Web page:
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(1) Let $X_1, X_2, \dots, X_n$ be a random sample from a population with non-negative values. Then show that $\bar X \ge S/\sqrt{n},$ where $S^2 = [\sum_{i=1}^n (X_i - \bar X)^2]/(n-1).$

I have not seen this inequality stated before. It is not difficult to prove directly, but may be implied by some more general result I am overlooking.

(2) Also use this inequality to find a counterexample, showing that the sample mean and variance are not independent for exponential (or beta) data; perhaps use $n = 4$ for simplicity. [of course, $\bar X$ and $S$ are independent for normal data.]

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Answer to (1).

Note that $(n-1)S^2 = \sum X_i^2 - \frac{1}{n}(\sum X_i)^2$ follows from the definition of $S^2.$

Also, for nonnegative data, $\sum X_i^2 \le (\sum X_i)^2$ because the RHS contains nonnegative cross-product terms that the LHS does not.

Then $$n(n-1)S^2 = n\sum X_i^2 - (\sum X_i)^2 \le n(\sum X_i)^2- (\sum X_i)^2 = (n-1)n^2\bar X^2,$$ which implies (1).

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  • $\begingroup$ Several different proofs were given in this answer, and another answer there cites a proof in a 1957 paper by Katsnelson and Kotz. I doubt that any are simpler than yours, though. $\endgroup$ – r.e.s. Apr 7 '16 at 4:59
  • $\begingroup$ (BTW, you've got that last inequality reversed.) $\endgroup$ – r.e.s. Apr 8 '16 at 1:24
  • $\begingroup$ Glad for the reference, fixed the typo. $\endgroup$ – BruceET Apr 8 '16 at 3:25
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For the counterexample: picking basically arbitrary numbers, if $n=4$ and $S \geq 2$ then $\overline{X} \geq 1$. So do you have

$$P(S \geq 2 \wedge \overline{X} < 1)=P(S \geq 2)P(\overline{X} < 1)?$$

If not then you have your counterexample. Note that the left side is zero, so it's enough for both factors on the right side to be positive.

Qualitatively speaking, this argument says that $\overline{X}$ and $S$ are dependent because if $S$ is large then $\overline{X}$ must also be large.

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  • $\begingroup$ Both probabilities on the RHS do have positive probabilities. The qualitative argument works nicely for exponential. But for BETA(1/2, 1/2), symmetry implies 0 correlation of $\bar X$ and $S$. $\endgroup$ – BruceET Jul 6 '15 at 6:30
  • $\begingroup$ @BruceTrumbo What I wrote doesn't really care whether there is symmetry, it only uses the inequality you gave, which only depends on nonnegativity. The place it could go wrong for a bounded variable is that one or both of the terms on the right side could be $0$. But then just choose a smaller lower bound on the sample standard deviation and adjust the upper bound on the sample mean accordingly. Eventually the right side will be positive and the left side will still be zero. $\endgroup$ – Ian Jul 6 '15 at 13:02
  • $\begingroup$ I was agreeing with your comment on exponential. BETA(1/2,1/2) also has dependence btw sample mean and SD, and the inequality provides a counterexample to independence, but that is a case with 0 correlation and dependence. Only normal has indep sample mean and SD. $\endgroup$ – BruceET Jul 6 '15 at 16:12
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Answer and graphs for (2).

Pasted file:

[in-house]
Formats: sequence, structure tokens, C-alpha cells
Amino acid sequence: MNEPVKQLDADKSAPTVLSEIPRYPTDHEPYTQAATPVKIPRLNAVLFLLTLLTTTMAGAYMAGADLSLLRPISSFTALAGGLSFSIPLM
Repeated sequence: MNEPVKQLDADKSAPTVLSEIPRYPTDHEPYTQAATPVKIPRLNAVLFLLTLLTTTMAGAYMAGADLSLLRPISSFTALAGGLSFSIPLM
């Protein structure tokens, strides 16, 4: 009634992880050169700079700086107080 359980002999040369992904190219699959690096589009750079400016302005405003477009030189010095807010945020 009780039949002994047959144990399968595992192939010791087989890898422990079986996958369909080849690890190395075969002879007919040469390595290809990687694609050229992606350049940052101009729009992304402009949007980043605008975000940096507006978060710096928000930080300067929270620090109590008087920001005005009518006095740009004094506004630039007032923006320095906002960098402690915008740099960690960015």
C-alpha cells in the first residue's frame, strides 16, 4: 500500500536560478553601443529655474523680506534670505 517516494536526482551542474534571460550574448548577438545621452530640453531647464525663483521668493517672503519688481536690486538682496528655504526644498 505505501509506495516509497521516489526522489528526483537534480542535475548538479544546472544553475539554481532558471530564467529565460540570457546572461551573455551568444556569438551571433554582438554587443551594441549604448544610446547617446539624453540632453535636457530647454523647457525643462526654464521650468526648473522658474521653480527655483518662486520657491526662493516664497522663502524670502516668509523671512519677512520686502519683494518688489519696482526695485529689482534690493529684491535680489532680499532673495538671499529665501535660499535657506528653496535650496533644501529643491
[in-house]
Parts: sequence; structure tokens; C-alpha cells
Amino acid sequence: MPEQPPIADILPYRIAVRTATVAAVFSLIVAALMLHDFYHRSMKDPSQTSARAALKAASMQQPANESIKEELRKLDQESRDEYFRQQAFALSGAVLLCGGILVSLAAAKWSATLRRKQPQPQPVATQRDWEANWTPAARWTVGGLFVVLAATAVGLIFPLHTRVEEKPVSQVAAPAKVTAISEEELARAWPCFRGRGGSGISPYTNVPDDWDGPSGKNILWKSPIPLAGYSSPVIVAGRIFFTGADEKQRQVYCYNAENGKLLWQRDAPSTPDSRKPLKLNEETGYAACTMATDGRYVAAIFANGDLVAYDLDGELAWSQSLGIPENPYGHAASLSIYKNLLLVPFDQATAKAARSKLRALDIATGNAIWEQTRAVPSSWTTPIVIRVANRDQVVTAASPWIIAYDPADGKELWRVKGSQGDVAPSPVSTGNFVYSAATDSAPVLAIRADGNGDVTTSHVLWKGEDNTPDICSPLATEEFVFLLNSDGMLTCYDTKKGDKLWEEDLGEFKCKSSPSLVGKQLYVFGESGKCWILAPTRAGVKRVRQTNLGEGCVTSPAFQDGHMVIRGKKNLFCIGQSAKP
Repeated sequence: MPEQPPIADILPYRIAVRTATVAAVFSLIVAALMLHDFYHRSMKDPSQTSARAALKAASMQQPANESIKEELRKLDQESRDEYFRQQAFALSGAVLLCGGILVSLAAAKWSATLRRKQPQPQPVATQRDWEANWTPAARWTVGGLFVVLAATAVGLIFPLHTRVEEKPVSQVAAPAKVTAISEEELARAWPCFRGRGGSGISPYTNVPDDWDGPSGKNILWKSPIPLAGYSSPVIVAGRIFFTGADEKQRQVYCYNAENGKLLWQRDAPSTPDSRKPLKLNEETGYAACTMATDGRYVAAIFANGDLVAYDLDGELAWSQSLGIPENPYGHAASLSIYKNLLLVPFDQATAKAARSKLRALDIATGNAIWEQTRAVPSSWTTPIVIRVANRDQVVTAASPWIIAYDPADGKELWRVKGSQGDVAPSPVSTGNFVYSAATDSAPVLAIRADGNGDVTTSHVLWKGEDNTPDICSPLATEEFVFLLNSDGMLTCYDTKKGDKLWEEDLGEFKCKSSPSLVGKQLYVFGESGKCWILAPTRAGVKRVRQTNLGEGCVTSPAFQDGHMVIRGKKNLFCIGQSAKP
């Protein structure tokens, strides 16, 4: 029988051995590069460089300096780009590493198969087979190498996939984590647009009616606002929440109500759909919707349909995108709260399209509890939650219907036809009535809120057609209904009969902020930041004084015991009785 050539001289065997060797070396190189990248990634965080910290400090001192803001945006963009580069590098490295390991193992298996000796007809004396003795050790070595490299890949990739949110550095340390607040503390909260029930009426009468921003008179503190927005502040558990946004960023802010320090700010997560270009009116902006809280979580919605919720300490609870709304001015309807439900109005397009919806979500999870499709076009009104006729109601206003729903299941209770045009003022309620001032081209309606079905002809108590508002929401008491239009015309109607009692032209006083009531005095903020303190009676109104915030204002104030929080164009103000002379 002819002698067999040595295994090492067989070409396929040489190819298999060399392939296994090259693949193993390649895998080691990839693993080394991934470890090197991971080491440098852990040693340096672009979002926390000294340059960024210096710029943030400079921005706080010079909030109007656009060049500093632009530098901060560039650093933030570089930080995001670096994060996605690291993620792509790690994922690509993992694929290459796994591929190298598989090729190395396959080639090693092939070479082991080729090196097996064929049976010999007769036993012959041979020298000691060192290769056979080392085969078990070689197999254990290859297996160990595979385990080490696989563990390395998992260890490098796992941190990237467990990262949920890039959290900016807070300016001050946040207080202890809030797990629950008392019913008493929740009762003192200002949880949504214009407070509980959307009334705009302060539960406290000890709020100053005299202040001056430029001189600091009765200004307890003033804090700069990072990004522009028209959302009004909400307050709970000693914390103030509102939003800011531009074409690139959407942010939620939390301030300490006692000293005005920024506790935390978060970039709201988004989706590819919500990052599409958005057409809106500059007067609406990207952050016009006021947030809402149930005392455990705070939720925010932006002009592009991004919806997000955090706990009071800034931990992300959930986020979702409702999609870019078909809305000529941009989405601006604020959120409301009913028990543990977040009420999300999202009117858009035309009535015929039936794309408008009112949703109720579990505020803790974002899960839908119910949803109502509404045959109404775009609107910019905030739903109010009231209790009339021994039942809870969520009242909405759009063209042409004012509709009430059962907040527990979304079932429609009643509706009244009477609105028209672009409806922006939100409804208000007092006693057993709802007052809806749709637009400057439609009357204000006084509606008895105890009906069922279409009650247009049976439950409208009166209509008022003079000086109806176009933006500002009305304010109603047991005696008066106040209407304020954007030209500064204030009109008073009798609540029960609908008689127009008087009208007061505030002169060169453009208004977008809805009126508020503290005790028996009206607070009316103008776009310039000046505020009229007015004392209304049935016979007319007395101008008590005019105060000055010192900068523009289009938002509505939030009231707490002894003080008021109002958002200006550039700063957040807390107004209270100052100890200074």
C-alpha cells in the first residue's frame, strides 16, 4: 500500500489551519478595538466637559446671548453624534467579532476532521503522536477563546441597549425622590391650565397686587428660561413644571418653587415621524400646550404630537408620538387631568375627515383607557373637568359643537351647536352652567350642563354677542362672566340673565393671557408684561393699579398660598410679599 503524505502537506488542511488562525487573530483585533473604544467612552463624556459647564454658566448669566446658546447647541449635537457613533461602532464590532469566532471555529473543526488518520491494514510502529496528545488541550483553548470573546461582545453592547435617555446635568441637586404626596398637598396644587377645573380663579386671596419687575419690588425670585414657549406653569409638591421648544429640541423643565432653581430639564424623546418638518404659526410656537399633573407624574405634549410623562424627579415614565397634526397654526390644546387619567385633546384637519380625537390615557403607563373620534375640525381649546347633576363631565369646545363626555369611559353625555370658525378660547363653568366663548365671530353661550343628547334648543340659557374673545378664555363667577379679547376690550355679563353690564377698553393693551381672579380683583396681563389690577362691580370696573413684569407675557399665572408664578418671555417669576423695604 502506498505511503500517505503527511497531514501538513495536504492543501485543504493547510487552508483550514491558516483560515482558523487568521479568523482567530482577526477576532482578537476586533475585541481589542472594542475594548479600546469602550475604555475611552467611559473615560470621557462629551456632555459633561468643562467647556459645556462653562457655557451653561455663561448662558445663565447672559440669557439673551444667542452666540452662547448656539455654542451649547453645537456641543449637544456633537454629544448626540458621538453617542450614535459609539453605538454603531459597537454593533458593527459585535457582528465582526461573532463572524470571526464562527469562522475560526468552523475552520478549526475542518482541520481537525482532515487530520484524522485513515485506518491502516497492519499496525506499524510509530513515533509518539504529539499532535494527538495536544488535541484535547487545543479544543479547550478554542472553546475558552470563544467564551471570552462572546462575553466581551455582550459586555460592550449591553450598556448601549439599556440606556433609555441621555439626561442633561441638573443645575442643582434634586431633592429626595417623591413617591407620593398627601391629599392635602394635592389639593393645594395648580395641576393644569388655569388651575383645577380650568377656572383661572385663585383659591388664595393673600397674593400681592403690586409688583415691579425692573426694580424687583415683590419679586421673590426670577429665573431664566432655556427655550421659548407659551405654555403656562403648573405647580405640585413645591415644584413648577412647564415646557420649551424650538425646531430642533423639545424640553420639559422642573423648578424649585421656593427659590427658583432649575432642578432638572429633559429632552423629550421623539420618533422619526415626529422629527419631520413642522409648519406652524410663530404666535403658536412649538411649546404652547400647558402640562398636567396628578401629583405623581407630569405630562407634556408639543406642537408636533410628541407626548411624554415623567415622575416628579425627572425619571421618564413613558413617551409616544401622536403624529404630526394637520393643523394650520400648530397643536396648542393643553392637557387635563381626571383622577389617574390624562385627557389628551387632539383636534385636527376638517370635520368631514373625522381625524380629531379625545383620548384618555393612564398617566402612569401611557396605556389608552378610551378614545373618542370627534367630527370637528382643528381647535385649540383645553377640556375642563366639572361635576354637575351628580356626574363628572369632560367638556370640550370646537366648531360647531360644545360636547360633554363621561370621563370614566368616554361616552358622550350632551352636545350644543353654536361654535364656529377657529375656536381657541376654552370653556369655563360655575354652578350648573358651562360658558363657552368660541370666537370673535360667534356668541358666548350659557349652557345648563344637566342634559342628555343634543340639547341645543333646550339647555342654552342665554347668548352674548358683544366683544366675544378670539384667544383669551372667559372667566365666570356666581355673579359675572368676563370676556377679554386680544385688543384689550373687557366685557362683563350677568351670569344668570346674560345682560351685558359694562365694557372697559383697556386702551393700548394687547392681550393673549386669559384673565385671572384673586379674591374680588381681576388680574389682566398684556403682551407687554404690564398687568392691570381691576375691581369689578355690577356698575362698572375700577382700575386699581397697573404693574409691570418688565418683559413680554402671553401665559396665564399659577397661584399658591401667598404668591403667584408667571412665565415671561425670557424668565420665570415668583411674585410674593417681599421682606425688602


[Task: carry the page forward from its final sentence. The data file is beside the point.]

The left panel of the figure shows sample SDs $S$ plotted against sample means $\bar X$ for 5000 samples of size 5 from $Exp(1)$; $\bar X$ is highly correlated with $S$ (sample correlation $r = 0.77$) such that $\bar X$ and $S$ tend to increase together.

More specifically, the red dotted line shows $S/\sqrt{5} = \bar X$, so that no points lie above the the line. It is clear that $P(\bar X < 5\sqrt{5}) > 0$ and $P(S > 25) > 0,$ but $P(\bar X <5\sqrt{5},\; S > 25) = 0,$ so that $\bar X$ and $S$ are not independent. (Also, see the Answer by @Ian for exponential data with $n = 4.$)

enter image description here

The right panel shows a similar plot for 5000 samples of size 5 from $Beta(.5, .5).$ Here, it is clear from symmetry that $\bar X$ and $S$ are uncorrelated (sample $r = 0.007$ is consistent with population $\rho = 0.$) However, an argument based on $\bar X \ge S/\sqrt{5}$ provides counterexamples (in the same way as for the exponential distribution) to show that the sample mean and SD are not independent.

Points representing five observations from $Beta(.5,.5)$ lie within the 5-D unit hypercube and tend to lie near its faces, edges, and vertices. When this hypercube is 'squashed' into 2-D by the mean-SD transformation vertices and some edges of the hypercube remain visible. The 5-D hypercube has 32 corners, and there are 6 'horns' visible in the plot; clockwise from lower left, 'multiplicities' in the mapping of vertices to horns are 1, 5, 10, 10, 5, and 1.

Points near the origin have relatively small $\bar X$ and points near the vertex $(0,0,0,1,1)$ (and 19 others) have relatively large $S.$ By the inequality in (1), there can be no points with both 'small' mean and 'large' SD.

Note: Formal proofs notwithstanding, students are often skeptical that $\bar X$ and $S$ are stochastically independent for normal data even though not functionally independent. This intuitive skepticism is not stupid because precisely normal data are rare in applications. And it is only for normal data that $\bar X$ and $S$ are independent. It is intuitively clear why they are not independent for exponential data; the plot in the right panel shows one pattern that thwarts independence in symmetrical nonnormal distributions.

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